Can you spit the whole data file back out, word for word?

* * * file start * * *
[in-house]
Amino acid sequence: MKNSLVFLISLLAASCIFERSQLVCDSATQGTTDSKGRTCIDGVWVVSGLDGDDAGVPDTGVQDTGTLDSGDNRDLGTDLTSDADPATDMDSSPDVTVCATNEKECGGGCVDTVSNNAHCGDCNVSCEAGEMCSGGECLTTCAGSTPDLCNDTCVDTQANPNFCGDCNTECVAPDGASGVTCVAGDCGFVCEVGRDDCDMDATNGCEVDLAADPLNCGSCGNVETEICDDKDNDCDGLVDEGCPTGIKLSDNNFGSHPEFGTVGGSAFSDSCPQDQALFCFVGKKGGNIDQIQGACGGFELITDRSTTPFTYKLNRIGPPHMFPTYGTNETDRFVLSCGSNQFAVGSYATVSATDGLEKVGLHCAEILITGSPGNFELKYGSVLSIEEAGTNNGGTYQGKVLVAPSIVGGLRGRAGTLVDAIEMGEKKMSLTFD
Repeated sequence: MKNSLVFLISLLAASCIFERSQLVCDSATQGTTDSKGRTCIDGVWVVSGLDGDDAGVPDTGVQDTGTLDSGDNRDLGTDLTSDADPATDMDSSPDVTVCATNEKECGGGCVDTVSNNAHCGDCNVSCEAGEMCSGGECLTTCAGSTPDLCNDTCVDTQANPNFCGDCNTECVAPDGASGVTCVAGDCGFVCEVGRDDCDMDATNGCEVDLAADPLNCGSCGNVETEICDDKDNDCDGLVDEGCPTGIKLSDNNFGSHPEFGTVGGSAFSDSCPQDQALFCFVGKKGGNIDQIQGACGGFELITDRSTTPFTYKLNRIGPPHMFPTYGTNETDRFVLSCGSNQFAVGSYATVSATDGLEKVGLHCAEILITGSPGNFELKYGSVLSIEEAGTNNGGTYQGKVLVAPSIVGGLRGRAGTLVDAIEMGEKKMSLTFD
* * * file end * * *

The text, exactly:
[in-house]
Amino acid sequence: MKNSLVFLISLLAASCIFERSQLVCDSATQGTTDSKGRTCIDGVWVVSGLDGDDAGVPDTGVQDTGTLDSGDNRDLGTDLTSDADPATDMDSSPDVTVCATNEKECGGGCVDTVSNNAHCGDCNVSCEAGEMCSGGECLTTCAGSTPDLCNDTCVDTQANPNFCGDCNTECVAPDGASGVTCVAGDCGFVCEVGRDDCDMDATNGCEVDLAADPLNCGSCGNVETEICDDKDNDCDGLVDEGCPTGIKLSDNNFGSHPEFGTVGGSAFSDSCPQDQALFCFVGKKGGNIDQIQGACGGFELITDRSTTPFTYKLNRIGPPHMFPTYGTNETDRFVLSCGSNQFAVGSYATVSATDGLEKVGLHCAEILITGSPGNFELKYGSVLSIEEAGTNNGGTYQGKVLVAPSIVGGLRGRAGTLVDAIEMGEKKMSLTFD
Repeated sequence: MKNSLVFLISLLAASCIFERSQLVCDSATQGTTDSKGRTCIDGVWVVSGLDGDDAGVPDTGVQDTGTLDSGDNRDLGTDLTSDADPATDMDSSPDVTVCATNEKECGGGCVDTVSNNAHCGDCNVSCEAGEMCSGGECLTTCAGSTPDLCNDTCVDTQANPNFCGDCNTECVAPDGASGVTCVAGDCGFVCEVGRDDCDMDATNGCEVDLAADPLNCGSCGNVETEICDDKDNDCDGLVDEGCPTGIKLSDNNFGSHPEFGTVGGSAFSDSCPQDQALFCFVGKKGGNIDQIQGACGGFELITDRSTTPFTYKLNRIGPPHMFPTYGTNETDRFVLSCGSNQFAVGSYATVSATDGLEKVGLHCAEILITGSPGNFELKYGSVLSIEEAGTNNGGTYQGKVLVAPSIVGGLRGRAGTLVDAIEMGEKKMSLTFD